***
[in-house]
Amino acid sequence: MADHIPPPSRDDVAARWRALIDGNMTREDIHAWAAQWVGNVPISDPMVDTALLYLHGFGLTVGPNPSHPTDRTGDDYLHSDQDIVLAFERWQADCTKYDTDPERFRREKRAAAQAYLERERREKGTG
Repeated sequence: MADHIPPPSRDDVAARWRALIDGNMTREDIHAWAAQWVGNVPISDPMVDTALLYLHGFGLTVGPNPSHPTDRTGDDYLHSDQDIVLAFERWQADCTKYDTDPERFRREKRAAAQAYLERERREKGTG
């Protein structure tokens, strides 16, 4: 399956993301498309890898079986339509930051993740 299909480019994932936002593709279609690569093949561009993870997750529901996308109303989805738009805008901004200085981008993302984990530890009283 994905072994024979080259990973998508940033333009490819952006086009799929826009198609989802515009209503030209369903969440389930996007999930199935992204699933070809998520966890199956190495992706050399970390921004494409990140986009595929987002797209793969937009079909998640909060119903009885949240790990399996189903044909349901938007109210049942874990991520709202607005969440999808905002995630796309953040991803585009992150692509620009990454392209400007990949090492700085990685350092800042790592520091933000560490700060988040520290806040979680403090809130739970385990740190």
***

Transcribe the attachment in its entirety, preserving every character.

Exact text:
[in-house]
Amino acid sequence: MADHIPPPSRDDVAARWRALIDGNMTREDIHAWAAQWVGNVPISDPMVDTALLYLHGFGLTVGPNPSHPTDRTGDDYLHSDQDIVLAFERWQADCTKYDTDPERFRREKRAAAQAYLERERREKGTG
Repeated sequence: MADHIPPPSRDDVAARWRALIDGNMTREDIHAWAAQWVGNVPISDPMVDTALLYLHGFGLTVGPNPSHPTDRTGDDYLHSDQDIVLAFERWQADCTKYDTDPERFRREKRAAAQAYLERERREKGTG
């Protein structure tokens, strides 16, 4: 399956993301498309890898079986339509930051993740 299909480019994932936002593709279609690569093949561009993870997750529901996308109303989805738009805008901004200085981008993302984990530890009283 994905072994024979080259990973998508940033333009490819952006086009799929826009198609989802515009209503030209369903969440389930996007999930199935992204699933070809998520966890199956190495992706050399970390921004494409990140986009595929987002797209793969937009079909998640909060119903009885949240790990399996189903044909349901938007109210049942874990991520709202607005969440999808905002995630796309953040991803585009992150692509620009990454392209400007990949090492700085990685350092800042790592520091933000560490700060988040520290806040979680403090809130739970385990740190």